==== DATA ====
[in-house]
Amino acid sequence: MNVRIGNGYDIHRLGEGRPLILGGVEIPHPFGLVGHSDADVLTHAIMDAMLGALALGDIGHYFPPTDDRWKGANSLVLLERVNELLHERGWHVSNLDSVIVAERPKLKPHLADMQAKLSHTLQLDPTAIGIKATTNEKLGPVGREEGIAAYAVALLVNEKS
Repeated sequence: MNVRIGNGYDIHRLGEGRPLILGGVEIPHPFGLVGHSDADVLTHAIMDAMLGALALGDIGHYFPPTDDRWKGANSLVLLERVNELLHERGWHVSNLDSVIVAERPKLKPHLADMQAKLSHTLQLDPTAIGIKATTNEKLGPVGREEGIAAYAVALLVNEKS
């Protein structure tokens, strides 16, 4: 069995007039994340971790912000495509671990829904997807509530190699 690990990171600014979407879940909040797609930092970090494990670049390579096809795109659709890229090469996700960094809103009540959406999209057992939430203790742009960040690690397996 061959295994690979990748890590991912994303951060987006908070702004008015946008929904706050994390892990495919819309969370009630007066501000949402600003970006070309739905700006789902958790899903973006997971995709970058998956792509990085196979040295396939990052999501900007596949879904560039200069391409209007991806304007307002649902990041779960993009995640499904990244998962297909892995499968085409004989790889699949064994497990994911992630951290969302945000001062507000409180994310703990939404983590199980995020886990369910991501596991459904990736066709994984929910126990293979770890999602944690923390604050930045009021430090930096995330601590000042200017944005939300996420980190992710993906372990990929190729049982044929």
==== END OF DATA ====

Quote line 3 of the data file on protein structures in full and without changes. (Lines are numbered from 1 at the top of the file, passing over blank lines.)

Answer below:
Repeated sequence: MNVRIGNGYDIHRLGEGRPLILGGVEIPHPFGLVGHSDADVLTHAIMDAMLGALALGDIGHYFPPTDDRWKGANSLVLLERVNELLHERGWHVSNLDSVIVAERPKLKPHLADMQAKLSHTLQLDPTAIGIKATTNEKLGPVGREEGIAAYAVALLVNEKS